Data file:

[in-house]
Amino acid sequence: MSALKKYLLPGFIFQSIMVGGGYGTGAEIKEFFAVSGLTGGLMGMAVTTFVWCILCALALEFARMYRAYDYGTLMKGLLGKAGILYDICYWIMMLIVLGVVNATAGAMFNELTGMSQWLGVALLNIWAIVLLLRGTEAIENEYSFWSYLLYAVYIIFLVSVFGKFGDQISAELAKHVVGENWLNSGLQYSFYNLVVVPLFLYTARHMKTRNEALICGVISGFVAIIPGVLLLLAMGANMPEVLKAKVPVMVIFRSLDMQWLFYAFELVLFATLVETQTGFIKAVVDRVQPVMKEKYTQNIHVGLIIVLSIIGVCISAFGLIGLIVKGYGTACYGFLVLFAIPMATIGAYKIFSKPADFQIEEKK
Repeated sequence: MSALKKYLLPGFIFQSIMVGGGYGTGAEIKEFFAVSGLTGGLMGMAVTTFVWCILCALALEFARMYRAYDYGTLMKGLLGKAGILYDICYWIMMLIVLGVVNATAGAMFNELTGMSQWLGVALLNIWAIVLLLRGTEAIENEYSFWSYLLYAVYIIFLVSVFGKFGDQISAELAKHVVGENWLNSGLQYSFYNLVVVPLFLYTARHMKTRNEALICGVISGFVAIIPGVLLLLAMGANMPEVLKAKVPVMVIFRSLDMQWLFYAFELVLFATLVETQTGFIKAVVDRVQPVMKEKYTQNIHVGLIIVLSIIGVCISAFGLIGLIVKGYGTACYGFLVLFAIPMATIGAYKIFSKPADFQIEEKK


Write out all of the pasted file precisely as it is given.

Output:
[in-house]
Amino acid sequence: MSALKKYLLPGFIFQSIMVGGGYGTGAEIKEFFAVSGLTGGLMGMAVTTFVWCILCALALEFARMYRAYDYGTLMKGLLGKAGILYDICYWIMMLIVLGVVNATAGAMFNELTGMSQWLGVALLNIWAIVLLLRGTEAIENEYSFWSYLLYAVYIIFLVSVFGKFGDQISAELAKHVVGENWLNSGLQYSFYNLVVVPLFLYTARHMKTRNEALICGVISGFVAIIPGVLLLLAMGANMPEVLKAKVPVMVIFRSLDMQWLFYAFELVLFATLVETQTGFIKAVVDRVQPVMKEKYTQNIHVGLIIVLSIIGVCISAFGLIGLIVKGYGTACYGFLVLFAIPMATIGAYKIFSKPADFQIEEKK
Repeated sequence: MSALKKYLLPGFIFQSIMVGGGYGTGAEIKEFFAVSGLTGGLMGMAVTTFVWCILCALALEFARMYRAYDYGTLMKGLLGKAGILYDICYWIMMLIVLGVVNATAGAMFNELTGMSQWLGVALLNIWAIVLLLRGTEAIENEYSFWSYLLYAVYIIFLVSVFGKFGDQISAELAKHVVGENWLNSGLQYSFYNLVVVPLFLYTARHMKTRNEALICGVISGFVAIIPGVLLLLAMGANMPEVLKAKVPVMVIFRSLDMQWLFYAFELVLFATLVETQTGFIKAVVDRVQPVMKEKYTQNIHVGLIIVLSIIGVCISAFGLIGLIVKGYGTACYGFLVLFAIPMATIGAYKIFSKPADFQIEEKK